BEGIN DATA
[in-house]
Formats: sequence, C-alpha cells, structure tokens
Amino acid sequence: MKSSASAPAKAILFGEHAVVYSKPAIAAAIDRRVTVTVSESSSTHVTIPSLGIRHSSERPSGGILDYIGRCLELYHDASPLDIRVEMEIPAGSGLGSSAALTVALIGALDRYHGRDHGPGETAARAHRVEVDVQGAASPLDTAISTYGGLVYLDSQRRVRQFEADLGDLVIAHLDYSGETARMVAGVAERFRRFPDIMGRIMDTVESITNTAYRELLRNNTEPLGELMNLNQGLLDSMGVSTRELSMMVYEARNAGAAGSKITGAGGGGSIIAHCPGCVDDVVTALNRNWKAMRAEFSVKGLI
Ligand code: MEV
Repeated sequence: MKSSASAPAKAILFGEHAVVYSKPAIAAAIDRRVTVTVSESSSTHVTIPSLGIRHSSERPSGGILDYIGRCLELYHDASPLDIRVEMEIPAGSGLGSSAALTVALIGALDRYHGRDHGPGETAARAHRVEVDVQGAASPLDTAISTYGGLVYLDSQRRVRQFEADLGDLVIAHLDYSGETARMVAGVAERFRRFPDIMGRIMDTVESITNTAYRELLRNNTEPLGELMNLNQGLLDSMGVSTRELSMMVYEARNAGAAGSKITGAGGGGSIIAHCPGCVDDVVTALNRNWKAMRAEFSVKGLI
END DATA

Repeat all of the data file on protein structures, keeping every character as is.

[in-house]
Formats: sequence, C-alpha cells, structure tokens
Amino acid sequence: MKSSASAPAKAILFGEHAVVYSKPAIAAAIDRRVTVTVSESSSTHVTIPSLGIRHSSERPSGGILDYIGRCLELYHDASPLDIRVEMEIPAGSGLGSSAALTVALIGALDRYHGRDHGPGETAARAHRVEVDVQGAASPLDTAISTYGGLVYLDSQRRVRQFEADLGDLVIAHLDYSGETARMVAGVAERFRRFPDIMGRIMDTVESITNTAYRELLRNNTEPLGELMNLNQGLLDSMGVSTRELSMMVYEARNAGAAGSKITGAGGGGSIIAHCPGCVDDVVTALNRNWKAMRAEFSVKGLI
Ligand code: MEV
Repeated sequence: MKSSASAPAKAILFGEHAVVYSKPAIAAAIDRRVTVTVSESSSTHVTIPSLGIRHSSERPSGGILDYIGRCLELYHDASPLDIRVEMEIPAGSGLGSSAALTVALIGALDRYHGRDHGPGETAARAHRVEVDVQGAASPLDTAISTYGGLVYLDSQRRVRQFEADLGDLVIAHLDYSGETARMVAGVAERFRRFPDIMGRIMDTVESITNTAYRELLRNNTEPLGELMNLNQGLLDSMGVSTRELSMMVYEARNAGAAGSKITGAGGGGSIIAHCPGCVDDVVTALNRNWKAMRAEFSVKGLI